Print and be damned

The private sector, as everybody knows, has clear and customer-friendly systems and services, because the customer is king. The public sector, on the other hand, revels in the obscure and incomprehensible because… well, just because.

And so it was with a light heart that I set out to fix a security flaw in my printer (one of those chores which never existed until Moore’s law came along to free us from drudgery).

The rest of this post sets out the process in mind numbing detail, partly as minor therapy for me, but more importantly because as with several recent posts, telling these stories is a powerful way of bringing to life why service design is not just an affectation and because every one of them is a reminder that we are constantly at risk of inflicting this pain unless we are as constantly vigilant in avoiding it. Fixing printers, opening bank accounts and paying for parking permits don’t on the surface seem to have much in common, but in each case the problem was not that the task could not be completed, it was that there was no sign that anybody involved in designing the service had ever systematically worked through what it would be like to do it as an ordinary user.

The blow by blow account which follows is a fairly grim one, but there is some good news. I went through this process and wrote the account back in January but never quite finished it. Quickly checking the links today shows that the process is now not quite as bad as it was then, with broken links fixed, cumbersome steps made slicker and FTP documents converted into web pages (it also reveals that the printer needs updating again, but lets not worry about that for now).

But that in turn throws up an interesting question about agile approaches. Iterate, then iterate again say the GDS design principles:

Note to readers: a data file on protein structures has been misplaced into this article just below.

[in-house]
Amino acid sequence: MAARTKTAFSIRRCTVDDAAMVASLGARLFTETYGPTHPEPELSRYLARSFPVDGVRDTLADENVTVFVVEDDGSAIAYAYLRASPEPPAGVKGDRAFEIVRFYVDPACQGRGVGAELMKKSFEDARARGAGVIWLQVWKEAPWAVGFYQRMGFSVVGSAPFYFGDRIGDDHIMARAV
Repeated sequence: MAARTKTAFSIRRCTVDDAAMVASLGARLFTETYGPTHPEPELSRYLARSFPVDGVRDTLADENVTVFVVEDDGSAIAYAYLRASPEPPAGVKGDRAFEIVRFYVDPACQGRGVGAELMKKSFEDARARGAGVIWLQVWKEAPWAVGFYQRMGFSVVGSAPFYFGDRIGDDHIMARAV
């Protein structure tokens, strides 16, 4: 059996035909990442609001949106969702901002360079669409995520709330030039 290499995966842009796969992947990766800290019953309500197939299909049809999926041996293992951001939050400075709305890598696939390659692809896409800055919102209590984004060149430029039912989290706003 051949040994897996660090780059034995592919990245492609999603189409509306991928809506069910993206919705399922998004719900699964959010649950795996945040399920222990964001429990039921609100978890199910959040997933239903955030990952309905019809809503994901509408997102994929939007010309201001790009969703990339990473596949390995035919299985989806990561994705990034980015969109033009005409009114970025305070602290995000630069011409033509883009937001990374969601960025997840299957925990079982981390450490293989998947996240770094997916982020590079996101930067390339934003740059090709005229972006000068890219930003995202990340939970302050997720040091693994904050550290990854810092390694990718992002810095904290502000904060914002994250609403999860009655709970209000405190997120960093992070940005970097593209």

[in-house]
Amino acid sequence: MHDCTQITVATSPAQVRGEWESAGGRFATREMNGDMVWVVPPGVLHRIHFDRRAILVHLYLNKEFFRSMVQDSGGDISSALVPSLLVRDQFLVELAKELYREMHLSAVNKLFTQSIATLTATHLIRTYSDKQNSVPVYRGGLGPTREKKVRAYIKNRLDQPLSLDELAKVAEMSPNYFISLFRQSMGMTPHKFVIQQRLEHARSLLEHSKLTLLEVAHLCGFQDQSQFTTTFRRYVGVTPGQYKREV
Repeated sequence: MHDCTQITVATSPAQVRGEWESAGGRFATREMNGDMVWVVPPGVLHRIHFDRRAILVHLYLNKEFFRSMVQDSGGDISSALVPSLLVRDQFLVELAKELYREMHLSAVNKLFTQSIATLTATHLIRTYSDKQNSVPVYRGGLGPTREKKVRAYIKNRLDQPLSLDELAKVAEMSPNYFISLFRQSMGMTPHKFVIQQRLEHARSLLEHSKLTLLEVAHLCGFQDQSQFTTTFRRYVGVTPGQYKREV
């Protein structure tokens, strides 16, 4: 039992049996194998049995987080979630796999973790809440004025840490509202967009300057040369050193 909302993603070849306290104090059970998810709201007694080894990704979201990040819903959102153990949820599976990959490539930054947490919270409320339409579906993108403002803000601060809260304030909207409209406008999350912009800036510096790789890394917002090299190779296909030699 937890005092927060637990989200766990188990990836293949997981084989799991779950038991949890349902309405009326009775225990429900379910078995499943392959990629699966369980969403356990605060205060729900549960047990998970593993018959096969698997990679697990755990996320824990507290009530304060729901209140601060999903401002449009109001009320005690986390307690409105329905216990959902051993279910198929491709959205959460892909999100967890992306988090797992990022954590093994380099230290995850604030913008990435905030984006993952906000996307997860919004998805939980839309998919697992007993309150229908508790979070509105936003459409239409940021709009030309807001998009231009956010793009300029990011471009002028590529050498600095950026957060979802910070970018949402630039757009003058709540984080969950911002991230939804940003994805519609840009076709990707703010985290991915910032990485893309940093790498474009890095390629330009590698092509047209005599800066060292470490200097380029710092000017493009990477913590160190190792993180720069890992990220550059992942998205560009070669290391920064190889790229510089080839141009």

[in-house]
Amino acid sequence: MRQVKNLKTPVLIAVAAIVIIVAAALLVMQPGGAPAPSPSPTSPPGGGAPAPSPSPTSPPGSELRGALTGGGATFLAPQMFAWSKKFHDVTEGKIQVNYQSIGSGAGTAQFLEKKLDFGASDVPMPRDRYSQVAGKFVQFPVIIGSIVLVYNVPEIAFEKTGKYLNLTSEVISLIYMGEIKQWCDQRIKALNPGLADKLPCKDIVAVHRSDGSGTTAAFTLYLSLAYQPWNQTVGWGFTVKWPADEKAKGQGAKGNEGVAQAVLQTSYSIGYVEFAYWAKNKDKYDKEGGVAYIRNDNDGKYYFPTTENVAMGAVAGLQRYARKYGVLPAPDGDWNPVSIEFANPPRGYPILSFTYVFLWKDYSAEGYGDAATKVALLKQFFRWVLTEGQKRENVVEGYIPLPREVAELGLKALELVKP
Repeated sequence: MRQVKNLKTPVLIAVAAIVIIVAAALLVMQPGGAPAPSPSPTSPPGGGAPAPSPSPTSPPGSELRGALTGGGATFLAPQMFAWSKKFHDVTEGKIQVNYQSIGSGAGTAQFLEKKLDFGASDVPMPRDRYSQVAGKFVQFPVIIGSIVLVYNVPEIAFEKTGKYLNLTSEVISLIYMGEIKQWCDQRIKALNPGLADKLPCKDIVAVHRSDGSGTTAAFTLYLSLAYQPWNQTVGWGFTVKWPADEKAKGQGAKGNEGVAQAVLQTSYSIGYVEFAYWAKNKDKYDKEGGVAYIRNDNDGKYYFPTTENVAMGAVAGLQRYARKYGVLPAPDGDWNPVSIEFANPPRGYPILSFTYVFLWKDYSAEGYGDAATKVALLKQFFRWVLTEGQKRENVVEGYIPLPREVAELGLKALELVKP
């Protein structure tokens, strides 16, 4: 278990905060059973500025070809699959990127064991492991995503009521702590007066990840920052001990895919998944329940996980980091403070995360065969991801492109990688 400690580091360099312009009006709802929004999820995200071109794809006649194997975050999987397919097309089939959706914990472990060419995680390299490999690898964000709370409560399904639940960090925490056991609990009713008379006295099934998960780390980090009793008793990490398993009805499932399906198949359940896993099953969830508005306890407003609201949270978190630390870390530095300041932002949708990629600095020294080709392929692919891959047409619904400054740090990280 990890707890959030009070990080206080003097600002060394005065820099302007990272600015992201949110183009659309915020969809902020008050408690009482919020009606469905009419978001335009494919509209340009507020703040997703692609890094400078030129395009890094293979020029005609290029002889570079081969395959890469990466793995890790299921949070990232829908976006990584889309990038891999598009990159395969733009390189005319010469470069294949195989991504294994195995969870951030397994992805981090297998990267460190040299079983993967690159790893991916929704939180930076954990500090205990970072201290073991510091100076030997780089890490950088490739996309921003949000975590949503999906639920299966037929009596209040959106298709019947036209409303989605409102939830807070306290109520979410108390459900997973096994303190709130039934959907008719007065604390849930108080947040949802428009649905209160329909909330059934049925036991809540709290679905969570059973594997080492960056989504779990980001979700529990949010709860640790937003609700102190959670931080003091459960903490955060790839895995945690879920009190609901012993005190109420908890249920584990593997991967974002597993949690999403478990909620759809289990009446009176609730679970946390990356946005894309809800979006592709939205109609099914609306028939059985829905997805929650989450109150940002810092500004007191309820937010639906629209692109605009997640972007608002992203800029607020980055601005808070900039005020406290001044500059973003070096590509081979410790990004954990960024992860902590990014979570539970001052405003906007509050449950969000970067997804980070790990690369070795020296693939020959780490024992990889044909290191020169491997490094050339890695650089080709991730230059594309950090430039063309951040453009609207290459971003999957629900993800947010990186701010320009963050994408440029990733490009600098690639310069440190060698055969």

The best way to build effective services is to start small and iterate wildly. Release Minimum Viable Products early, test them with real users, move from Alpha to Beta to Launch adding features and refinements based on feedback from real users.

I am with them on that, not least because of the risk they identify in the small print of bottleneck by specification. There is a risk the other way too, though: how good does it have to be to reach the minimum standard? Is anything functional good enough for a first attempt? If we are feeling relatively generous, we can set the bar fairly low for publishing a security alert where there may be real urgency (though it’s not as if this was the first time there had ever been a security alert), but there is a cost. If it was bad enough the first time, it doesn’t matter how good it gets by the second or third time, because I won’t be back to see. Not so much of an issue, perhaps, for an obscure bit of technical support, but critically important in trying to establish a customer relationship.

So the thing which is too often missed in the practice, rather than the rhetoric, of minimum viable products (though not, to be clear, by GDS) is that the minimum is about scope more than it is about quality. That’s not to say that further iterations won’t improve quality; done well of course they will. It is that iteration and user feedback are no substitute for not having done a good enough job in the first place.

And so to the quest through a land of magic and adventure…

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